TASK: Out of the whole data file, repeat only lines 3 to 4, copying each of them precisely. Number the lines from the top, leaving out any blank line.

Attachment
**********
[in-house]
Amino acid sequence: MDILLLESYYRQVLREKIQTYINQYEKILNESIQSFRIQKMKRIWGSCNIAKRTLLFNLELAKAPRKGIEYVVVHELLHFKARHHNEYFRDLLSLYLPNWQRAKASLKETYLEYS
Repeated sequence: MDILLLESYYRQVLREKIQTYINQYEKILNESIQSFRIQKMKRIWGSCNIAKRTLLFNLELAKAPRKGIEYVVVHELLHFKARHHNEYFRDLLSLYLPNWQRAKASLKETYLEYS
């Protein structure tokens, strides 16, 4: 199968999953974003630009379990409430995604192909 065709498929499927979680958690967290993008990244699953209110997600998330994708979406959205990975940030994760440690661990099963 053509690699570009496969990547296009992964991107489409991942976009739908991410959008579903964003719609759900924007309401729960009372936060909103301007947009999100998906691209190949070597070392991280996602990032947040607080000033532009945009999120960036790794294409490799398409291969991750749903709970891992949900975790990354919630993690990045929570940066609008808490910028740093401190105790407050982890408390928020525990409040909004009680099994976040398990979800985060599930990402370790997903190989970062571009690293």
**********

Repeated sequence: MDILLLESYYRQVLREKIQTYINQYEKILNESIQSFRIQKMKRIWGSCNIAKRTLLFNLELAKAPRKGIEYVVVHELLHFKARHHNEYFRDLLSLYLPNWQRAKASLKETYLEYS
């Protein structure tokens, strides 16, 4: 199968999953974003630009379990409430995604192909 065709498929499927979680958690967290993008990244699953209110997600998330994708979406959205990975940030994760440690661990099963 053509690699570009496969990547296009992964991107489409991942976009739908991410959008579903964003719609759900924007309401729960009372936060909103301007947009999100998906691209190949070597070392991280996602990032947040607080000033532009945009999120960036790794294409490799398409291969991750749903709970891992949900975790990354919630993690990045929570940066609008808490910028740093401190105790407050982890408390928020525990409040909004009680099994976040398990979800985060599930990402370790997903190989970062571009690293």